So I sit here listening to my children outside screaming and yelling as they play for one of the few last times before winter sets in. Thinking to myself, wow it’s getting real. I am 39 years old, married, have 2 children and I am a graduate nurse. It all happened before I turned 40. I never saw that coming when I was in my early 20's. I am proud!!! I am excited!!!! I am scared!!! Proud that I accomplished something, excited to be what I always dreamed of being and scared to get out there and do it. I’m thinking most new nurses felt the same way. I came from being a truck driver to a stay at home mom to a student and now I have to learn how to not be a student and be the one who has compassion, knowledge and insight. It’s a scary feeling because as a student some didn't trust but put a RN on your badge and they suddenly have your trust. They trust that you’re going to make them better and mend them back to health.
Of the last 2 years of my crazy high stressed life of being a student I learned a lot, not just the book work to read and notes to study and homework to do, but I learned a lot from how I was taught. I am a visual person and I learned and took a lot in with my eyes. I have visions of pictures burned in my mind, some not so good and some were learning tools to someday use again.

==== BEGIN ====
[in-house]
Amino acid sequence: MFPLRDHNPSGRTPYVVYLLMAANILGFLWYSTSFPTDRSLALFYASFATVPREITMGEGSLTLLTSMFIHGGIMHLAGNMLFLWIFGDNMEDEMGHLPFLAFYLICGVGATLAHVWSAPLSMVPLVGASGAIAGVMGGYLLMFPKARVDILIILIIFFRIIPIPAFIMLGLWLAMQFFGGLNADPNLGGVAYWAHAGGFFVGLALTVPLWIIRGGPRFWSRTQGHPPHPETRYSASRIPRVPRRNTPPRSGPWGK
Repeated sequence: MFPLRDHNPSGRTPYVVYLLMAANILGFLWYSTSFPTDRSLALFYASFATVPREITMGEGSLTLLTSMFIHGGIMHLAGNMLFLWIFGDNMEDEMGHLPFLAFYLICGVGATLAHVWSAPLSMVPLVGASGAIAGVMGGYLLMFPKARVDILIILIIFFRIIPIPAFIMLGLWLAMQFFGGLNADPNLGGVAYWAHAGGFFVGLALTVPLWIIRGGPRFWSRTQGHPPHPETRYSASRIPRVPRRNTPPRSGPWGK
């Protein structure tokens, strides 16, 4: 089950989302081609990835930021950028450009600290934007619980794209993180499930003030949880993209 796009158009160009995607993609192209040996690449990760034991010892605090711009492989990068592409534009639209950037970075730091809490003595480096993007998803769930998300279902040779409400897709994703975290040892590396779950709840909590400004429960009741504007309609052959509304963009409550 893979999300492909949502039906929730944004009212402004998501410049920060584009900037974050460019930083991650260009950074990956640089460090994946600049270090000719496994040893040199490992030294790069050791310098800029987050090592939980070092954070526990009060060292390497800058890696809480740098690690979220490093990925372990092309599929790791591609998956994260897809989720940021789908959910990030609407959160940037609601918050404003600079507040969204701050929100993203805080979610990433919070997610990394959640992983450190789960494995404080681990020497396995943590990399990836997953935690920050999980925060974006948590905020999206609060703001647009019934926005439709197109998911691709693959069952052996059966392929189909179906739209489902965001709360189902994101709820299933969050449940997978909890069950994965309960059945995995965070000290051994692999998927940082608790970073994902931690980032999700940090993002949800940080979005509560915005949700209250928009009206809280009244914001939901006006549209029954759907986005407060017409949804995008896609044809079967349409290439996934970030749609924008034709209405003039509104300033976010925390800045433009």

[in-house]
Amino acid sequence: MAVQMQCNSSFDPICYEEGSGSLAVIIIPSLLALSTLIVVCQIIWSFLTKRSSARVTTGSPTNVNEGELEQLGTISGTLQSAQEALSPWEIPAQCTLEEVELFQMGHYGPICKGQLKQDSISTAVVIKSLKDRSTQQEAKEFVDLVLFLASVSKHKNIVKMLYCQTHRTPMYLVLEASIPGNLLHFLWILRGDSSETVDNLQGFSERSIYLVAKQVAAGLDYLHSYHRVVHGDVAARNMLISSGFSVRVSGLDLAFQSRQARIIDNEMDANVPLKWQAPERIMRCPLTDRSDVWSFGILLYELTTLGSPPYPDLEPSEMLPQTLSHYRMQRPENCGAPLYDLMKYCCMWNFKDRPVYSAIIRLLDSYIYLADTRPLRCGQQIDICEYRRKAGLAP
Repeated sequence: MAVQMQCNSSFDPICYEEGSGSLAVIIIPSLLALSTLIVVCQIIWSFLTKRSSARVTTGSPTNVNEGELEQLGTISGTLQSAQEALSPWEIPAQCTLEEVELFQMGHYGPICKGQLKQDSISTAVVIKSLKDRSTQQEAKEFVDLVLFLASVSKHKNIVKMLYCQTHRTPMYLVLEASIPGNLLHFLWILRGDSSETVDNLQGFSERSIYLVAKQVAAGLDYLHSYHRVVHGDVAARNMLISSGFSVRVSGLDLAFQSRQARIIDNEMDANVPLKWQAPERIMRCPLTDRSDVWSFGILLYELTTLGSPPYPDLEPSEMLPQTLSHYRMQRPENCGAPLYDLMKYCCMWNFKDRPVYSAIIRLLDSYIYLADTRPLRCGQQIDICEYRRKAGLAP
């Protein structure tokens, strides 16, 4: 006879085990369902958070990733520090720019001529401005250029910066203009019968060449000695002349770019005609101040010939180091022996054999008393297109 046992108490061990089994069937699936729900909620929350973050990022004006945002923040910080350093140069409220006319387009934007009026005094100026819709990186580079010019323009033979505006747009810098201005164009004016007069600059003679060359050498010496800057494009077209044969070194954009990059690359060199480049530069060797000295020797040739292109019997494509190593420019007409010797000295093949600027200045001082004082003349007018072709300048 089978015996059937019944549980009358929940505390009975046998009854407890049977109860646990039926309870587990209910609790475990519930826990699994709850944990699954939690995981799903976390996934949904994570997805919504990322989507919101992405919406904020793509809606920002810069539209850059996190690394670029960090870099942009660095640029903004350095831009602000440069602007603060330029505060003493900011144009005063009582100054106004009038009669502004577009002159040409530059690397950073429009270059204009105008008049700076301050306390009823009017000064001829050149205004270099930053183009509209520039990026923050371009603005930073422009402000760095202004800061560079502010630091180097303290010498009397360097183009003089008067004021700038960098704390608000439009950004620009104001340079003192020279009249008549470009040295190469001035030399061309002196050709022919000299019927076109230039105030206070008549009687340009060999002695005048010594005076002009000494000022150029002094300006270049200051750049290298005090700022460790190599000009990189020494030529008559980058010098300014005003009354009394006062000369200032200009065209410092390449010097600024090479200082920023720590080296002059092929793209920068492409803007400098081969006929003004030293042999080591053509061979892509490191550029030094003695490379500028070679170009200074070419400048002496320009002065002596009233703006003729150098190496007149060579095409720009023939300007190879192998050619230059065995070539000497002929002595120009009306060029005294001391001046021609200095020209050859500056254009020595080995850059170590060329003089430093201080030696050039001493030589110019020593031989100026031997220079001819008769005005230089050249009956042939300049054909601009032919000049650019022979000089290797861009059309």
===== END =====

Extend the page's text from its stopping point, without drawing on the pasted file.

I grew close to the instructors and some I just grew to know. At the nurse pinning we had to choose a special person, part of the staff to pin us, It wasn't a very hard choice I knew who I wanted and I had my reasons why.
When I showed up on first shift of my first med-surg clinical rotation I met a beautiful blonde young woman with a sparkle in her eyes but a sad look about her. We quickly learned she had been up all night with her dog and had decided to put her/him (not real sure) down only hours before we met. My heart sunk I choked up knowing I have once experienced her grief. I saw she was soft inside just like us. From that moment on she had me. She had a glow around her even though she was going through hard times. (many during our rotation)She had a smile that just made you feel warm and a personality that was way deeper than anyone I ever knew. Along with knowledge she had compassion. And this is where I learned to have compassion for others. Yes the right med. and right interventions etc....will heal but the process is slower without compassion. I saw it in real time. Jan Johnson, you have taught me what I need to know and I would give anything to become half the person and Nurse you are. Thank you so very much!!!! I will never forget you....as of today I will never walk in a hospital as a student again.